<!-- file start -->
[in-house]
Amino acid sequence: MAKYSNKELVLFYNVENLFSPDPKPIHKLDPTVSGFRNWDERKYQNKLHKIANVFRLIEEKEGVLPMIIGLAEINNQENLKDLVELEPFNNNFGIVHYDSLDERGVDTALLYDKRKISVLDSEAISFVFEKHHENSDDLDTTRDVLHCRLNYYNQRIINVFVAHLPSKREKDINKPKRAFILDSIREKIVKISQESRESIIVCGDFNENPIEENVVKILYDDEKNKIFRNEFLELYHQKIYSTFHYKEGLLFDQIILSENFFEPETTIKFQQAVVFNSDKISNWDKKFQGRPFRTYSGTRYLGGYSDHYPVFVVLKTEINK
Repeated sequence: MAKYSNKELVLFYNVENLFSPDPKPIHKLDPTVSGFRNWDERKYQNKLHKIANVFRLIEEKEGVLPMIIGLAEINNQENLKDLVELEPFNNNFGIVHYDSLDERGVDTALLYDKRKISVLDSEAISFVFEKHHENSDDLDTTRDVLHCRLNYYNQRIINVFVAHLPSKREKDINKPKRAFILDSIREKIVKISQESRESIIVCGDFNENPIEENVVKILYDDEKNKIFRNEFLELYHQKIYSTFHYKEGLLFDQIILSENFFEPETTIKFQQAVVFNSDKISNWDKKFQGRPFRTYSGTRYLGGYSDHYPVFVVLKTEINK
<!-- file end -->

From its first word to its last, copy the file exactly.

[in-house]
Amino acid sequence: MAKYSNKELVLFYNVENLFSPDPKPIHKLDPTVSGFRNWDERKYQNKLHKIANVFRLIEEKEGVLPMIIGLAEINNQENLKDLVELEPFNNNFGIVHYDSLDERGVDTALLYDKRKISVLDSEAISFVFEKHHENSDDLDTTRDVLHCRLNYYNQRIINVFVAHLPSKREKDINKPKRAFILDSIREKIVKISQESRESIIVCGDFNENPIEENVVKILYDDEKNKIFRNEFLELYHQKIYSTFHYKEGLLFDQIILSENFFEPETTIKFQQAVVFNSDKISNWDKKFQGRPFRTYSGTRYLGGYSDHYPVFVVLKTEINK
Repeated sequence: MAKYSNKELVLFYNVENLFSPDPKPIHKLDPTVSGFRNWDERKYQNKLHKIANVFRLIEEKEGVLPMIIGLAEINNQENLKDLVELEPFNNNFGIVHYDSLDERGVDTALLYDKRKISVLDSEAISFVFEKHHENSDDLDTTRDVLHCRLNYYNQRIINVFVAHLPSKREKDINKPKRAFILDSIREKIVKISQESRESIIVCGDFNENPIEENVVKILYDDEKNKIFRNEFLELYHQKIYSTFHYKEGLLFDQIILSENFFEPETTIKFQQAVVFNSDKISNWDKKFQGRPFRTYSGTRYLGGYSDHYPVFVVLKTEINK